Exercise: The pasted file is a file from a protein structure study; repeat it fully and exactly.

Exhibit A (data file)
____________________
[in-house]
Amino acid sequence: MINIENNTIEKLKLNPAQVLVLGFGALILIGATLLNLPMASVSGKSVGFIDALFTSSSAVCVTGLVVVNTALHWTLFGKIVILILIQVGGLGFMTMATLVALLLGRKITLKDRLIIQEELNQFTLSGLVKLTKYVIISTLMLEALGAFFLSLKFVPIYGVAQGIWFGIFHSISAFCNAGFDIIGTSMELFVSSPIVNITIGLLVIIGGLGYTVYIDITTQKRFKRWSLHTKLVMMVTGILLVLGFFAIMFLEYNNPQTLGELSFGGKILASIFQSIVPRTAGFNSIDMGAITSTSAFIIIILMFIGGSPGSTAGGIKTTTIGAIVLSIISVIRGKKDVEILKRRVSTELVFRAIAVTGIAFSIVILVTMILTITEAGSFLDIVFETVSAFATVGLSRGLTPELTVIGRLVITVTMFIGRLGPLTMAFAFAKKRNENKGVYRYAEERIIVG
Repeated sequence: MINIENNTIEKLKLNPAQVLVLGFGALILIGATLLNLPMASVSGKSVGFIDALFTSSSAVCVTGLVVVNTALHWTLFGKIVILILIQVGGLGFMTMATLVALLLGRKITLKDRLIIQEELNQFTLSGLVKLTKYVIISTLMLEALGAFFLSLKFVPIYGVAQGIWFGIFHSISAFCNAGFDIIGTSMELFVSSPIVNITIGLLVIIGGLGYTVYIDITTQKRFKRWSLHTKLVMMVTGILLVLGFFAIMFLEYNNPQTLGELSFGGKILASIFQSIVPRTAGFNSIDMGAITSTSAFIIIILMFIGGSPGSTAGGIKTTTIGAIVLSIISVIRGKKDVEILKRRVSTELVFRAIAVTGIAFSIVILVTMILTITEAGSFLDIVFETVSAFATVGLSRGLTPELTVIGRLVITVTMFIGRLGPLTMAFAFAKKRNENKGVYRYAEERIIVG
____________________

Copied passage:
[in-house]
Amino acid sequence: MINIENNTIEKLKLNPAQVLVLGFGALILIGATLLNLPMASVSGKSVGFIDALFTSSSAVCVTGLVVVNTALHWTLFGKIVILILIQVGGLGFMTMATLVALLLGRKITLKDRLIIQEELNQFTLSGLVKLTKYVIISTLMLEALGAFFLSLKFVPIYGVAQGIWFGIFHSISAFCNAGFDIIGTSMELFVSSPIVNITIGLLVIIGGLGYTVYIDITTQKRFKRWSLHTKLVMMVTGILLVLGFFAIMFLEYNNPQTLGELSFGGKILASIFQSIVPRTAGFNSIDMGAITSTSAFIIIILMFIGGSPGSTAGGIKTTTIGAIVLSIISVIRGKKDVEILKRRVSTELVFRAIAVTGIAFSIVILVTMILTITEAGSFLDIVFETVSAFATVGLSRGLTPELTVIGRLVITVTMFIGRLGPLTMAFAFAKKRNENKGVYRYAEERIIVG
Repeated sequence: MINIENNTIEKLKLNPAQVLVLGFGALILIGATLLNLPMASVSGKSVGFIDALFTSSSAVCVTGLVVVNTALHWTLFGKIVILILIQVGGLGFMTMATLVALLLGRKITLKDRLIIQEELNQFTLSGLVKLTKYVIISTLMLEALGAFFLSLKFVPIYGVAQGIWFGIFHSISAFCNAGFDIIGTSMELFVSSPIVNITIGLLVIIGGLGYTVYIDITTQKRFKRWSLHTKLVMMVTGILLVLGFFAIMFLEYNNPQTLGELSFGGKILASIFQSIVPRTAGFNSIDMGAITSTSAFIIIILMFIGGSPGSTAGGIKTTTIGAIVLSIISVIRGKKDVEILKRRVSTELVFRAIAVTGIAFSIVILVTMILTITEAGSFLDIVFETVSAFATVGLSRGLTPELTVIGRLVITVTMFIGRLGPLTMAFAFAKKRNENKGVYRYAEERIIVG